The war in Colombia isn't about drugs. It's about the annihilation of popular uprisings by the Revolutionary Armed Forces of Colombia (FARC) and the National Liberation Army (ELN) guerrilla groups, or Indian peasants fending off the ravages of oil companies, cattle barons and mining firms. A good old-fashioned counterinsurgency war, designed to clear the way for American corporations to set up shop in Colombia, with cocaine as the scare tactic.

Last year, the U.S. Air Force commissioned the Santa Monica-based RAND think tank to prepare a review of the situation in Colombia. In early June, RAND (progenitor of many a blood-sodden scenario in the Vietnam era) submitted its 130-page report, called "The Colombian Labyrinth: The Synergy of Drugs and Insurgency and Its Implications for Regional Stability." RAND's conclusion? The United States needs to step up its military involvement in Colombia and quit forfeiting options by limiting its operations to counter-narcotics raids. Along the way, the report makes a number of astonishing admissions about the paramilitaries and their links to the drug trade, about human rights abuses by the U.S.-trained Colombian military and about the irrationality of crop fumigation.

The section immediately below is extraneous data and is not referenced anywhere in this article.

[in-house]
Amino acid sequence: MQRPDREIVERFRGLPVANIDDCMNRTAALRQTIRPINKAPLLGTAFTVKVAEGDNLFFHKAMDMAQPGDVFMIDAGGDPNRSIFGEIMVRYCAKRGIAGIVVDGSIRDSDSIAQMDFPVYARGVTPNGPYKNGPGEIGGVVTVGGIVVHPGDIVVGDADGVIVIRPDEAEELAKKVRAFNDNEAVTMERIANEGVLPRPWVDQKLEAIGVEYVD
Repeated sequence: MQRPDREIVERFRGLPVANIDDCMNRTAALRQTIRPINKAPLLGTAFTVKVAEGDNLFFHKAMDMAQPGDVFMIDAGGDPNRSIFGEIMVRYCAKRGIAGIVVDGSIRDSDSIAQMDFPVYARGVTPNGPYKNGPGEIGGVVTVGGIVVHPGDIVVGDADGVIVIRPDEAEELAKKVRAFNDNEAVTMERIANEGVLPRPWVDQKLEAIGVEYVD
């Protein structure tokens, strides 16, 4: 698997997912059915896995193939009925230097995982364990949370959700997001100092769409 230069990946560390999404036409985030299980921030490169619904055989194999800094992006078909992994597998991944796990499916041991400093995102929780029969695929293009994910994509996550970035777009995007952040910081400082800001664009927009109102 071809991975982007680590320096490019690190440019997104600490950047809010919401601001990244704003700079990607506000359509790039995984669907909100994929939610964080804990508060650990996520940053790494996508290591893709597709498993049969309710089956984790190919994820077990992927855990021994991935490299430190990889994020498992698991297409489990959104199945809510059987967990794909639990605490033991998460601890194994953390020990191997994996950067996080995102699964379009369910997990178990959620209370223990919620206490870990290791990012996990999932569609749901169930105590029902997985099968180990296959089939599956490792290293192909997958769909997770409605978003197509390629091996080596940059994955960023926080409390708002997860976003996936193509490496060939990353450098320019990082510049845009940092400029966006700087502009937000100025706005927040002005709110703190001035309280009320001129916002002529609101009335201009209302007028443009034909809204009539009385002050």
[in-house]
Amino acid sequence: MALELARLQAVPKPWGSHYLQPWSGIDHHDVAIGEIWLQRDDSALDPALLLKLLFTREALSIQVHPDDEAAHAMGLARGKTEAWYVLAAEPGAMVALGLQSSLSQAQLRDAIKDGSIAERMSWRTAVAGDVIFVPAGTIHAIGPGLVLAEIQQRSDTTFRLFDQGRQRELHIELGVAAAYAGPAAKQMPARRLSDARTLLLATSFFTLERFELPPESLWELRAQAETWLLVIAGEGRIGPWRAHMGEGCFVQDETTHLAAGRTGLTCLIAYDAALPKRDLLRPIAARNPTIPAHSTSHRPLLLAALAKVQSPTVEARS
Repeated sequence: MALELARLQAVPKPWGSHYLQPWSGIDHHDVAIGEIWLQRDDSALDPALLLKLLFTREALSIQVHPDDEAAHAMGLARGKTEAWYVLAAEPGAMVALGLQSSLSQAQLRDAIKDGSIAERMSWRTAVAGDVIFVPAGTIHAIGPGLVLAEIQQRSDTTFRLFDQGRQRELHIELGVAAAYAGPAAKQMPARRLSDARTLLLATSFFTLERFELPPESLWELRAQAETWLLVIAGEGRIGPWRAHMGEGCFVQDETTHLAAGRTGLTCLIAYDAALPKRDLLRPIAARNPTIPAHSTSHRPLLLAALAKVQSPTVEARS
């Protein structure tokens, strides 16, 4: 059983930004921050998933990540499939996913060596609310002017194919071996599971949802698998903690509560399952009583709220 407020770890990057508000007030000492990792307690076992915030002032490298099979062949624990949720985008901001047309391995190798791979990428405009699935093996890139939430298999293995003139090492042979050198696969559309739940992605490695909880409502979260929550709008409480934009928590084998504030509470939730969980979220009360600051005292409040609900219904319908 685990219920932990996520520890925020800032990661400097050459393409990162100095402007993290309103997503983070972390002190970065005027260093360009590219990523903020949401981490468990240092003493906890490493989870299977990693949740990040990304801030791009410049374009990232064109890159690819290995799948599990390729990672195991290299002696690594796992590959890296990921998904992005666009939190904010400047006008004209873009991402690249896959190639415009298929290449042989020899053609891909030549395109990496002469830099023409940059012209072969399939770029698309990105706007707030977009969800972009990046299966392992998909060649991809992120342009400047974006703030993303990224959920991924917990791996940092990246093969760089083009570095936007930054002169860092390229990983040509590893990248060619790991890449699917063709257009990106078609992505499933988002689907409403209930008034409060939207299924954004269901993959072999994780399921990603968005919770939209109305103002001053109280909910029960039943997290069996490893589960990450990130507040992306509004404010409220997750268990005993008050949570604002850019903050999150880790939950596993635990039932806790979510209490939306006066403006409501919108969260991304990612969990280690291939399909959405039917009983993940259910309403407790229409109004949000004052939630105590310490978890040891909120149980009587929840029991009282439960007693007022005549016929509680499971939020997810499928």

The RAND report addresses the horrifying level of "social intolerance killings," which, for men aged 14-44, reached a level of 394 deaths per 100,000 last year. In all, Colombia endures 30,000 annual murders -- double the number for the entire United States in 1998. Slightly more than 23,000 murders have been linked to "illegal armed organizations" since 1988. The implication is that the FARC guerrilla group is responsible for these killings, and one has to dig deep into the RAND analysis to discover otherwise. In fact, according to statistics compiled by the Colombian government, about 3,500 people were killed by the guerrillas, and 19,652 by paramilitaries and "private justice" groups working in concert with the Colombian military.

The overall commander of the 19 paramilitary "fronts" is a sadistic scoundrel named Carlos Castaño, who supervises a killing program right off the pages of the CIA's Phoenix Program's operations manual. The RAND report details how Castaño's forces routinely execute "suspected guerrilla sympathizers" in order "to instill fear and compel support among the local population." When that strategy fails to deliver, the AUC simply launches an all-out attack on the villages and slaughters the inhabitants. RAND dispassionately notes that the AUC justifies these atrocities, in language even Bob Kerrey might admire, as a legitimate way to "remove the guerrillas supply network."

Although 20 pages are devoted to discussion of the FARC's ties to the drug trade, the RAND report spends only a single paragraph on the links of the paramilitaries and the narco-traffickers. But this paragraph is as damning as it is brief. RAND grudgingly admits that Castaño's group derives "a considerable extent" of its income from the drug trade and notes that eight of the AUC's 19 death squads also serve as protection gangs for the cocaine industry.